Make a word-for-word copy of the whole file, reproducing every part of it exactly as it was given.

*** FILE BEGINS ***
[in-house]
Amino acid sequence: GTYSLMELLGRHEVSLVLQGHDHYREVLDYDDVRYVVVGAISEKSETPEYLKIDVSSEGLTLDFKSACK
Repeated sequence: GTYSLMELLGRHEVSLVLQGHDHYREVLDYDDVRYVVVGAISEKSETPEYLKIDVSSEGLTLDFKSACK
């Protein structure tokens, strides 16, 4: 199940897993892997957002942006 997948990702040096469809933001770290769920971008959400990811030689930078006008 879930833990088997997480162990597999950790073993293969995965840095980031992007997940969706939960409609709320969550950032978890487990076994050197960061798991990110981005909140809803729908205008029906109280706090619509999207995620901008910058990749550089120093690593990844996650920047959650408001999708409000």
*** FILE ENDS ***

[in-house]
Amino acid sequence: GTYSLMELLGRHEVSLVLQGHDHYREVLDYDDVRYVVVGAISEKSETPEYLKIDVSSEGLTLDFKSACK
Repeated sequence: GTYSLMELLGRHEVSLVLQGHDHYREVLDYDDVRYVVVGAISEKSETPEYLKIDVSSEGLTLDFKSACK
């Protein structure tokens, strides 16, 4: 199940897993892997957002942006 997948990702040096469809933001770290769920971008959400990811030689930078006008 879930833990088997997480162990597999950790073993293969995965840095980031992007997940969706939960409609709320969550950032978890487990076994050197960061798991990110981005909140809803729908205008029906109280706090619509999207995620901008910058990749550089120093690593990844996650920047959650408001999708409000």